nj parts
Total state employees and teachers: 396,912

Total state employees only: 153,514

Assuming proportional benefits per capita that would mean that of the $3.84 billion approximately $2.35 billion is for teacher health benefits leaving $1.49 billion for other state participants (instead of the $1.38 billion forecast).

There are 363,060 participants on the local level and again assuming proportional benefits that would mean $3.51 billion that property-tax payers are already paying for health benefits.  Adding on another $2.35 billion for teachers would bring the total property tax tab to $5.86 billion for health benefits alone (without even considering the extra costs of pension payments and the employer potion of Social Security).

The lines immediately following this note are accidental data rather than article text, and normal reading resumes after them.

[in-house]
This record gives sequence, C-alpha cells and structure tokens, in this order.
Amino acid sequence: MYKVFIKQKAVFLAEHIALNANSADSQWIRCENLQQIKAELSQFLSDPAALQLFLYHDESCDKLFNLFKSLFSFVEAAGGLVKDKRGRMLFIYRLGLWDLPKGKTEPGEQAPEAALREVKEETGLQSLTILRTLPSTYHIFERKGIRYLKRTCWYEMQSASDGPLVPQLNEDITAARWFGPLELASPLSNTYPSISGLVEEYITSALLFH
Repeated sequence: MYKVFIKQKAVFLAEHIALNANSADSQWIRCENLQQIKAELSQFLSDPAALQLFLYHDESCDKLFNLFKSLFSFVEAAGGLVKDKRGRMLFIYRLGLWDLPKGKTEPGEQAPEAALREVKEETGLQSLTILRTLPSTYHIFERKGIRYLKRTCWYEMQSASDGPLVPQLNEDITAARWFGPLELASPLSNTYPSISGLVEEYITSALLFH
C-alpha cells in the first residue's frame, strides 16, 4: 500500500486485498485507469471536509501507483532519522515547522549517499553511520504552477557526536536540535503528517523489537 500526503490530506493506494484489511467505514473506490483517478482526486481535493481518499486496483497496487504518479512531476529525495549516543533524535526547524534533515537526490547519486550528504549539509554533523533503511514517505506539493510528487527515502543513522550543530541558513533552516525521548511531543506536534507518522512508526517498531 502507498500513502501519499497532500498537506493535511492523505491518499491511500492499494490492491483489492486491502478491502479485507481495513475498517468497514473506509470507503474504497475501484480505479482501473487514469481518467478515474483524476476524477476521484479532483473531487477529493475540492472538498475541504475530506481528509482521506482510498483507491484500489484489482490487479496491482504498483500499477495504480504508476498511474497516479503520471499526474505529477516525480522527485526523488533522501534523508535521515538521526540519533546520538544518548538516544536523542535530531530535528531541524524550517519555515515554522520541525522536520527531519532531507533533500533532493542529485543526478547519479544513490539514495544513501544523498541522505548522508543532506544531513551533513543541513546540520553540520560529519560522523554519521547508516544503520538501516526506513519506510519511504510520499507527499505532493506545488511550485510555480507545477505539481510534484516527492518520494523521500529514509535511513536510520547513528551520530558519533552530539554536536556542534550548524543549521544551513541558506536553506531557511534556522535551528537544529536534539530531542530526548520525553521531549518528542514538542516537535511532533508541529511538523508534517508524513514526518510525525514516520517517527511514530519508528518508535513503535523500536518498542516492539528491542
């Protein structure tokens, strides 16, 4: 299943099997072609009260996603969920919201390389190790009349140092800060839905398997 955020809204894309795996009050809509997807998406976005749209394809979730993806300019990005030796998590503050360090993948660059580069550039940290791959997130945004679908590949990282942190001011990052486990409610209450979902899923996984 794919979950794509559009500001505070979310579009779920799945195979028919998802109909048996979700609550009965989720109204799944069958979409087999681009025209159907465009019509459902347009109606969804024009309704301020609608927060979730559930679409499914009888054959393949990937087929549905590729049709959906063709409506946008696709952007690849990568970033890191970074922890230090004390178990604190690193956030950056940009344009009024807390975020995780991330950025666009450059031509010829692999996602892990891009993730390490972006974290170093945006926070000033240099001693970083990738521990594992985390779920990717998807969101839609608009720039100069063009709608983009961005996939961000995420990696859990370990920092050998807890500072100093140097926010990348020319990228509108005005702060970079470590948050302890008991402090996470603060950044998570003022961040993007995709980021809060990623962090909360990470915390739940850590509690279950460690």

According to the Census Bureau, in 2010 property taxes in New Jersey totaled over $25 billion and represented 48% of all State and local tax revenue. Add on $2.35 billion for health benefits, $750 million for Social Security, and $1 billion for pensions raises those property taxes another $4.1 billion.  Of that $29.1 billion new total $5.86 billion ($3.51 billion that localities are already paying plus $2.35 billion in teacher benefits that they would be paying for health insurance alone) would be the cost for health insurance.

Page 11 of the Roadmap outlines the the Pension & Benefit Study Commission’s thinking:

…because local health benefits costs are so high, even moderate reforms would result in huge local savings. If aggregated, these savings could permit a higher overall level of post-reform benefits and more equitable State/local allocation of benefit obligations at no additional cost to local taxpayers.

For there to be “no additional cost to local taxpayers” health benefit premiums for 606,458 participants that are $5.86 billion have to decrease by at least $4.1 billion – 70%. Put another way, an average annual premium of $9,663 has to go down to $2,902. Who would believe that can ever happen, outside of the world of mindless bar graphs?